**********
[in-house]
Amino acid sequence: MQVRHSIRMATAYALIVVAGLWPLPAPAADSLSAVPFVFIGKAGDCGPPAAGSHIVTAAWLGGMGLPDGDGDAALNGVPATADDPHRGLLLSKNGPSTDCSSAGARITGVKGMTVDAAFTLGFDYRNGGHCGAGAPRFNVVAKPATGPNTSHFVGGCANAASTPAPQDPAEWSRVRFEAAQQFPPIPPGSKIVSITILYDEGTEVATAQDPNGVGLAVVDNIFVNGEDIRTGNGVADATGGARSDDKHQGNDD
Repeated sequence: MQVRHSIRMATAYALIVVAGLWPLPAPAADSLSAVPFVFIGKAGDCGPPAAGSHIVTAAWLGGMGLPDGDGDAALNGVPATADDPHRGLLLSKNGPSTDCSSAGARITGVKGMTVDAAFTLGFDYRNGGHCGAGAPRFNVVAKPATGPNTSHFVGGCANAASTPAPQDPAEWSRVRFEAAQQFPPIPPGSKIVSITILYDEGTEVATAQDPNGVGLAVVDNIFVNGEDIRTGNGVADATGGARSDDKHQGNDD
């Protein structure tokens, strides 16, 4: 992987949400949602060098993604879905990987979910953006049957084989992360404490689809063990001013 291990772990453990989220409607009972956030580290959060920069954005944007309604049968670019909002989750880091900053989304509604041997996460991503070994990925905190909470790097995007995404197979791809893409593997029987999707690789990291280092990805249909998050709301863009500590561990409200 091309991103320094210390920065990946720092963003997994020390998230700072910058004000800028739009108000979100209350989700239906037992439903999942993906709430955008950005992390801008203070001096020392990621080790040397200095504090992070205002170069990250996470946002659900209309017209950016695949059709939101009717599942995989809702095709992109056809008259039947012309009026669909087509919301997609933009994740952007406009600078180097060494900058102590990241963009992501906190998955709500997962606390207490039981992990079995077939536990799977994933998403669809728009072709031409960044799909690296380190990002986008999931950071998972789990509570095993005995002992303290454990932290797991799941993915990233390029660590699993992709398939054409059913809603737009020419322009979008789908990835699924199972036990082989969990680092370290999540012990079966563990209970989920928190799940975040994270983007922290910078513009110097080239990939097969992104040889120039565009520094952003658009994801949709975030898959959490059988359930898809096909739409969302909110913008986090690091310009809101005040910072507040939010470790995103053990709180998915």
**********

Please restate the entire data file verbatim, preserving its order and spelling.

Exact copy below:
[in-house]
Amino acid sequence: MQVRHSIRMATAYALIVVAGLWPLPAPAADSLSAVPFVFIGKAGDCGPPAAGSHIVTAAWLGGMGLPDGDGDAALNGVPATADDPHRGLLLSKNGPSTDCSSAGARITGVKGMTVDAAFTLGFDYRNGGHCGAGAPRFNVVAKPATGPNTSHFVGGCANAASTPAPQDPAEWSRVRFEAAQQFPPIPPGSKIVSITILYDEGTEVATAQDPNGVGLAVVDNIFVNGEDIRTGNGVADATGGARSDDKHQGNDD
Repeated sequence: MQVRHSIRMATAYALIVVAGLWPLPAPAADSLSAVPFVFIGKAGDCGPPAAGSHIVTAAWLGGMGLPDGDGDAALNGVPATADDPHRGLLLSKNGPSTDCSSAGARITGVKGMTVDAAFTLGFDYRNGGHCGAGAPRFNVVAKPATGPNTSHFVGGCANAASTPAPQDPAEWSRVRFEAAQQFPPIPPGSKIVSITILYDEGTEVATAQDPNGVGLAVVDNIFVNGEDIRTGNGVADATGGARSDDKHQGNDD
């Protein structure tokens, strides 16, 4: 992987949400949602060098993604879905990987979910953006049957084989992360404490689809063990001013 291990772990453990989220409607009972956030580290959060920069954005944007309604049968670019909002989750880091900053989304509604041997996460991503070994990925905190909470790097995007995404197979791809893409593997029987999707690789990291280092990805249909998050709301863009500590561990409200 091309991103320094210390920065990946720092963003997994020390998230700072910058004000800028739009108000979100209350989700239906037992439903999942993906709430955008950005992390801008203070001096020392990621080790040397200095504090992070205002170069990250996470946002659900209309017209950016695949059709939101009717599942995989809702095709992109056809008259039947012309009026669909087509919301997609933009994740952007406009600078180097060494900058102590990241963009992501906190998955709500997962606390207490039981992990079995077939536990799977994933998403669809728009072709031409960044799909690296380190990002986008999931950071998972789990509570095993005995002992303290454990932290797991799941993915990233390029660590699993992709398939054409059913809603737009020419322009979008789908990835699924199972036990082989969990680092370290999540012990079966563990209970989920928190799940975040994270983007922290910078513009110097080239990939097969992104040889120039565009520094952003658009994801949709975030898959959490059988359930898809096909739409969302909110913008986090690091310009809101005040910072507040939010470790995103053990709180998915």